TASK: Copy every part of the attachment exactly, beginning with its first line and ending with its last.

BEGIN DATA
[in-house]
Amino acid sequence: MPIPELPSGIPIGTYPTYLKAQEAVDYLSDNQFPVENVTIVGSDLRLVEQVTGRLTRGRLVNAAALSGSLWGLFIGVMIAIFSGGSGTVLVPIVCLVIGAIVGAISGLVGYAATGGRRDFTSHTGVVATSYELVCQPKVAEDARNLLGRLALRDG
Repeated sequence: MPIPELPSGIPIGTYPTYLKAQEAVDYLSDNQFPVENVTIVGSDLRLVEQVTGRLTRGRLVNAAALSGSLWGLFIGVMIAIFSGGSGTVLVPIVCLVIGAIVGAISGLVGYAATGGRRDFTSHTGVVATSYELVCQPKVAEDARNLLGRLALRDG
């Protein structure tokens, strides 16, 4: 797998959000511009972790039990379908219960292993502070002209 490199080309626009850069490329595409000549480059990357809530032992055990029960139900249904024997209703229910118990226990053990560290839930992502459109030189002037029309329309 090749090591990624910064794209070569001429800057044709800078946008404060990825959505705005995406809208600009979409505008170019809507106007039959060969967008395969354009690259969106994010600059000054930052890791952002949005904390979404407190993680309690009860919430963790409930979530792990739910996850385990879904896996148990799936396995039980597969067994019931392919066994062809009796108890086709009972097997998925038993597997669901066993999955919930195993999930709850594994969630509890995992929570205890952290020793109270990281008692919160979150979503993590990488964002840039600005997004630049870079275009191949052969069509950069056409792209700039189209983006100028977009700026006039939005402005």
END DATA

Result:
[in-house]
Amino acid sequence: MPIPELPSGIPIGTYPTYLKAQEAVDYLSDNQFPVENVTIVGSDLRLVEQVTGRLTRGRLVNAAALSGSLWGLFIGVMIAIFSGGSGTVLVPIVCLVIGAIVGAISGLVGYAATGGRRDFTSHTGVVATSYELVCQPKVAEDARNLLGRLALRDG
Repeated sequence: MPIPELPSGIPIGTYPTYLKAQEAVDYLSDNQFPVENVTIVGSDLRLVEQVTGRLTRGRLVNAAALSGSLWGLFIGVMIAIFSGGSGTVLVPIVCLVIGAIVGAISGLVGYAATGGRRDFTSHTGVVATSYELVCQPKVAEDARNLLGRLALRDG
């Protein structure tokens, strides 16, 4: 797998959000511009972790039990379908219960292993502070002209 490199080309626009850069490329595409000549480059990357809530032992055990029960139900249904024997209703229910118990226990053990560290839930992502459109030189002037029309329309 090749090591990624910064794209070569001429800057044709800078946008404060990825959505705005995406809208600009979409505008170019809507106007039959060969967008395969354009690259969106994010600059000054930052890791952002949005904390979404407190993680309690009860919430963790409930979530792990739910996850385990879904896996148990799936396995039980597969067994019931392919066994062809009796108890086709009972097997998925038993597997669901066993999955919930195993999930709850594994969630509890995992929570205890952290020793109270990281008692919160979150979503993590990488964002840039600005997004630049870079275009191949052969069509950069056409792209700039189209983006100028977009700026006039939005402005």